United States Senior District Judge Jack B. Weinstein held similarly in Blue Cross & Blue Shield of N.J., Inc. v. Philip Morris, Inc., 113 F. Supp. 2d 345 (E.D.N.Y. 2000), and explicitly rejected the view expressed by the Second Department. In Blue Cross, the plaintiff health insurers argued that the defendant tobacco companies had fraudulently induced plan members to begin and to continue to smoke, causing the plaintiff insurers to incur the costs of treating smoking-related illnesses. The tobacco companies, relying on Humbach, 653 N.Y.S.2d at 952, sought to dismiss the claims of plaintiff Empire on the ground that, "because the insured could not recover health care expenditures paid on their behalf by Empire, Empire is itself in turn foreclosed from recovering, since . . . recovery under subrogation cannot be any more than the insureds' rights of recovery." Blue Cross, 113 F. Supp. 2d at 380. The court found the decision of the Second Department in Humbach to be "inconsistent with the general body of law on equitable subrogation," as expressed in other decisions of the New York courts, and declined to hold that § 4545 barred the insurer's subrogation claims. Id.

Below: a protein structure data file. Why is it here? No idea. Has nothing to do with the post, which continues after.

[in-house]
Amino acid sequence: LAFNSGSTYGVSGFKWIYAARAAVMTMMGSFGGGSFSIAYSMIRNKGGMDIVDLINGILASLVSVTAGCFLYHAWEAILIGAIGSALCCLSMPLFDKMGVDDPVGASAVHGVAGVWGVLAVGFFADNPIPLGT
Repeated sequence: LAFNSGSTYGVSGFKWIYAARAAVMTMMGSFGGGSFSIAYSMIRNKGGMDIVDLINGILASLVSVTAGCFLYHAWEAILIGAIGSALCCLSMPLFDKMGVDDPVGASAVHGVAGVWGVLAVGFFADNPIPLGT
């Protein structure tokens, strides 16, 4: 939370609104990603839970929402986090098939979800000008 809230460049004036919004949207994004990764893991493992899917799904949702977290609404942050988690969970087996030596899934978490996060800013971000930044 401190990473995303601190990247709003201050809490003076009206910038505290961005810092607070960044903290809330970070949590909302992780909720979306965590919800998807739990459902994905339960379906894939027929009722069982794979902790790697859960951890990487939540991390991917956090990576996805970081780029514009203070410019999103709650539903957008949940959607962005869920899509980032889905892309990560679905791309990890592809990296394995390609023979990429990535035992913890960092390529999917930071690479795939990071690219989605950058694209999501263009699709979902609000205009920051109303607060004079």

Whatever the view of the Departments, the rule of law, now established by three decisions of New York's highest court, is that § 4545 does not affect the subrogation rights of plaintiffs' insurers. The principle of subrogation is so embedded in the common law, and would be so radically affected, that a very clear legislative intent to disrupt it is required. As the Court of Appeals has held, analyzing the statute in a different context, "CPLR 4545(c) is a statute enacted in derogation of the common law and, as such, is to be strictly construed . . . in the narrowest sense that its words and underlying purposes permit, since the rules of the common law must be held no further abrogated than the clear import of the language used in the statute absolutely requires." Oden, 87 N.Y.2d at 87 (quotation marks omitted); see Blue Cross, 113 F. Supp. 2d at 380. The statute contains absolutely no language that effects the disruption for which the moving parties argue. It eliminated a well-established feature of the common law, the collateral source rule, with clarity. In the absence of any similar clarity, and in light of the consistent holdings of the Court of Appeals, I hold that the statute did not also eliminate the subrogation rights of plaintiffs' insurers.